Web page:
After careful assessment, the results provide us with numerous strategies for improving visual skills. This does not mean we get struck and only provide one kind of stimulus. For example, in a recent assessment of the attention to color, parents, caregivers and therapist mentioned the child’s preference for red and yellow. In my direct assessment using large pieces of shiny fabric, I confirm this is true in both lateral fields. With latency, the child does look at both these colors with 2 minutes. I then presented green to the right and left lateral fields and waited 5 minutes for the child to look on each side. There was no looking to this green shiny fabric.
I set the child up in an active learning activity area with the green fabric draped up on his right, slightly touching his right hand to create familiarity with this color. The child makes accidental movements that cause the fabric to move. The shiny fabric is also reflecting light that increases the appearance of movement. Within a few days, this child is moving this fabric purposefully building increased color skills, understanding how his body is connected to the outside world, and building right field skills.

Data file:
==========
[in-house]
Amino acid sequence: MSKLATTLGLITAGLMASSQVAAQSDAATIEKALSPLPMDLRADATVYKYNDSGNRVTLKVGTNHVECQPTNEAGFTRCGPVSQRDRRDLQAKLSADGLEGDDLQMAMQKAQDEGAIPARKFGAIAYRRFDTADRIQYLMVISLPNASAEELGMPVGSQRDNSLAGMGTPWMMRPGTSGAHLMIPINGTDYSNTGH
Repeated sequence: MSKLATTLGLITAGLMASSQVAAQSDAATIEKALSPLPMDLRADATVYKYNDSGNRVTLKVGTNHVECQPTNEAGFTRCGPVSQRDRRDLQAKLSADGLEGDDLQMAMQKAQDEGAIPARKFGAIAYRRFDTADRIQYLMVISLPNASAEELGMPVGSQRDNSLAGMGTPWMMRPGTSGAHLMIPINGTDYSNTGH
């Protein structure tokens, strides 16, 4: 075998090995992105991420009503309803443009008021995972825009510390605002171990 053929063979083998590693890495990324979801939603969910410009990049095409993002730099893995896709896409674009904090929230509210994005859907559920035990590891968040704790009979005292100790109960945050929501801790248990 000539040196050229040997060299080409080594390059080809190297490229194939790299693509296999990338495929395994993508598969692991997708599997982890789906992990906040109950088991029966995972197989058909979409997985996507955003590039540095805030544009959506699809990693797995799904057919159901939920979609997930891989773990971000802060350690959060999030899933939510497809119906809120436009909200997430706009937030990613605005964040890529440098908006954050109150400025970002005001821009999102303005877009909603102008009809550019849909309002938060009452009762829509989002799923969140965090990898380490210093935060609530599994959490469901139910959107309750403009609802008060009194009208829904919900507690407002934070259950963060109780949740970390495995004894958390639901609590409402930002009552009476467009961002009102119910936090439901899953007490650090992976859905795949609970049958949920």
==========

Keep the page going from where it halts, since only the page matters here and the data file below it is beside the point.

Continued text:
Color is such an important support for children with CVI to visually attend and to recognize. Just because there is greater or faster attention to some colors, this does not mean other colors are not accessible. If fact, if you make all objects the same color for a child, you are interrupting their reliance on color to figure out and distinguish one item from another.